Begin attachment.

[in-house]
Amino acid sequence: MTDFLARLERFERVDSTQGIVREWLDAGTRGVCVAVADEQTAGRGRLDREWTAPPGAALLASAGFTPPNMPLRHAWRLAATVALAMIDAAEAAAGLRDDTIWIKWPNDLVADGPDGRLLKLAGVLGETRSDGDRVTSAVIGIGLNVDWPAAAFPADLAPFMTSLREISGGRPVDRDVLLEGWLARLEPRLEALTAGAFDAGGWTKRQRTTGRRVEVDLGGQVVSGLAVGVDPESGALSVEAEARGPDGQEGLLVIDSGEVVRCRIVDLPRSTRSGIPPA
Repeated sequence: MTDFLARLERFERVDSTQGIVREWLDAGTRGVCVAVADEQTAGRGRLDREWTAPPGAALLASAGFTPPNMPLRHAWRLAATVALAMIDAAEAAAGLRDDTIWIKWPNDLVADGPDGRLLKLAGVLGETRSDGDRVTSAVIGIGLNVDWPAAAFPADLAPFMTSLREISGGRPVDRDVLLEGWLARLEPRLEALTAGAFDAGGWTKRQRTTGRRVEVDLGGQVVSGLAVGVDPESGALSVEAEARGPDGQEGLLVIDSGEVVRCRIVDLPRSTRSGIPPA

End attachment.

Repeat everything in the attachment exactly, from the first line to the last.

[in-house]
Amino acid sequence: MTDFLARLERFERVDSTQGIVREWLDAGTRGVCVAVADEQTAGRGRLDREWTAPPGAALLASAGFTPPNMPLRHAWRLAATVALAMIDAAEAAAGLRDDTIWIKWPNDLVADGPDGRLLKLAGVLGETRSDGDRVTSAVIGIGLNVDWPAAAFPADLAPFMTSLREISGGRPVDRDVLLEGWLARLEPRLEALTAGAFDAGGWTKRQRTTGRRVEVDLGGQVVSGLAVGVDPESGALSVEAEARGPDGQEGLLVIDSGEVVRCRIVDLPRSTRSGIPPA
Repeated sequence: MTDFLARLERFERVDSTQGIVREWLDAGTRGVCVAVADEQTAGRGRLDREWTAPPGAALLASAGFTPPNMPLRHAWRLAATVALAMIDAAEAAAGLRDDTIWIKWPNDLVADGPDGRLLKLAGVLGETRSDGDRVTSAVIGIGLNVDWPAAAFPADLAPFMTSLREISGGRPVDRDVLLEGWLARLEPRLEALTAGAFDAGGWTKRQRTTGRRVEVDLGGQVVSGLAVGVDPESGALSVEAEARGPDGQEGLLVIDSGEVVRCRIVDLPRSTRSGIPPA